7. Avoiding, ditching this one like a plague. Nothing against those confused, nurturing an illusion, or in a state of denial, only future US President LARRY CRAIG or Micheal Jackson A.K.A. Mohamad Bin wid Boys type.

  8. Excellent review! i am a gay man and eminently admire Harvey Milk. While I am glad I saw the film tonight as opposed to waiting it out on DVD, I do think the film dragged a little too much. Too much play on his previous campaigns, so much emphasis on the new boyfriend. Why? I don’t think it portrayed the true elements behind Harvey as well as the 1984 documentary the Life and Times of Harvey Milk which is the best documentary I have ever seen and come to think of it some scenes in the movie were totally inconsistent with the same exact setting as depicted in the documentary. Why did they do that? Its dishonest. But this film is still important and Harvey’s life deserves the big screen. I guess Dragonslayer is an easy example why the narrative needs to be made!

  9. dear anyone saying sean penn in milk is better or worse than heath ledger in the dark knight in the context of the oscar race,
    LEDGER WOULD BE NOMINATED FOR A SUPPORTING ROLE AND PENN FOR LEAD. They are not in competition with each other, therefore end of debate.

    Also, I think this movie is great and I think Harvey Milk is such an inspiration. I’m a young, straight, white girl but I am so supportive of gay rights and equal rights for everyone, and I’m from California so this movie hits home particularly hard. And Milk’s central message that life is worth living because there is always hope and his incredibly ability to run a campaign based almost solely on grassroots support and volunteers set the stage very early for the Obama campaign.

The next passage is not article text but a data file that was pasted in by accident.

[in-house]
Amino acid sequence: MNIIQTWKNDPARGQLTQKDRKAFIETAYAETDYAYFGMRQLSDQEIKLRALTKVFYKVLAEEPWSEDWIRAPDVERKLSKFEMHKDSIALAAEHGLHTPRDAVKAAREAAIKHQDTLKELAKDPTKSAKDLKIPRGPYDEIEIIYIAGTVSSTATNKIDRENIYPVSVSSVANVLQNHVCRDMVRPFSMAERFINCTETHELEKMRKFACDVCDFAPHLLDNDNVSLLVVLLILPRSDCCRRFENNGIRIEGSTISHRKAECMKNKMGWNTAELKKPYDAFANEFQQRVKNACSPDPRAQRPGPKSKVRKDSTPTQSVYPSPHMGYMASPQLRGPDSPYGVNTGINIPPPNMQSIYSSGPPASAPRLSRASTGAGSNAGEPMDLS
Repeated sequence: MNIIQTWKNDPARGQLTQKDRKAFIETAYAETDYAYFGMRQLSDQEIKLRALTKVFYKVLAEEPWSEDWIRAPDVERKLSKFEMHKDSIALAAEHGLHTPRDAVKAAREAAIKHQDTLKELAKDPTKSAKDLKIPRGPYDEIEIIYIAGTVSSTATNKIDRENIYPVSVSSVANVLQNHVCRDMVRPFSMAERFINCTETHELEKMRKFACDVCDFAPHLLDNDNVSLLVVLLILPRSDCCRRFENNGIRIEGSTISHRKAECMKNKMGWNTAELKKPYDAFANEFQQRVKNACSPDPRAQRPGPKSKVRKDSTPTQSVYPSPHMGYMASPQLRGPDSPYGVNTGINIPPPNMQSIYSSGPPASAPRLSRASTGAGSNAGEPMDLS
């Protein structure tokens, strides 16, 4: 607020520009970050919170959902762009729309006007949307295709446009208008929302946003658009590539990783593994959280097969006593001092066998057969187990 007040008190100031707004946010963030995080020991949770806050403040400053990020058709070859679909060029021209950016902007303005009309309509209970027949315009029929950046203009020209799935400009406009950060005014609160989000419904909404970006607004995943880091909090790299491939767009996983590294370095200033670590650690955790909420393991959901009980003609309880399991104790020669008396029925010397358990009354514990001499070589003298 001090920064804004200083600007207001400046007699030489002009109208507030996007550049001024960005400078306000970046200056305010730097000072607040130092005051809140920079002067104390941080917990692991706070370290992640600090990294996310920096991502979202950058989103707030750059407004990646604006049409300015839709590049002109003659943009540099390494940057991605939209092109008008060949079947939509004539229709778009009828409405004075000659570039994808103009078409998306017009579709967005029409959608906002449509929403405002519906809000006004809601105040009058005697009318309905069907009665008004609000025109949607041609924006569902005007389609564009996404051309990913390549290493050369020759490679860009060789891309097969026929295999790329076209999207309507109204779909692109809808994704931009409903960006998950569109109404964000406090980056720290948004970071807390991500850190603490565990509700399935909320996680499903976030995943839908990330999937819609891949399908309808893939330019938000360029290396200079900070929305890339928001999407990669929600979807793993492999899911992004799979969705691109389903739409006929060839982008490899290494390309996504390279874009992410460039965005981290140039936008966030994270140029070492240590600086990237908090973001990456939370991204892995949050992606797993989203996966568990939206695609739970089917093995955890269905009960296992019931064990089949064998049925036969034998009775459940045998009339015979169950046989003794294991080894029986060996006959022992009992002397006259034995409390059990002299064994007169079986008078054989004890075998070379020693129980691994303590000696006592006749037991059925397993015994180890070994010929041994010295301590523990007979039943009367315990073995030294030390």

And Elephant is stunningly beautiful, the characters are treated rather insensitively and all but two (John and Eli) are basically broadly drawn stereotypes, but the cinematography is awe-inspiring (especially since I’m a photographer).

  10. I just saw the film, though Penn and others give a great performances; id have to agree with Jon, the film is overly preachy. Im not sure what all the fuss is about Van Sant; but he does MILK a disservice by exploiting the message of a corageous man. The trailers are very misleading, only highlighting apparently the second act. Its not the subject matter entirely, its just the way in which its executed; there’s a continous bombarding loop remending the audience that Milk is gay or the film is a love letter of sorts to gay activist; it reminded me of the stereotypical song in THE PRODUCERS “Keep It Gay” What made BROKEBACK a great film is that it tackeled(?) the subject matter without exploiting the story; simply a drama about two men in love. If your not comfortable with taboo subject matter which essentially is the first hour, its best to wait for the DVD. I for one was not and left an hour into the film; just as it was getting into the Brolin storyline, however knowing what the film entails Im willing to give another shot upon its Blu-ray release.

  11. Sorry, but Elephant sucked. One of the worst movies I’ve ever seen. The ending was the worst part, besides the terrible shots.

  12. Fantastic telling of a particular time and place………Harvey was loved by more than gays, while certainly he was gay and that was his platform, it’s also a story of social change, politics and a entire slice of the civil rights movement. Clearly the murder of him and Moscone should have given White more than a simple slap on the wrist.

  13. Can an actor not be great at what he does all on his own?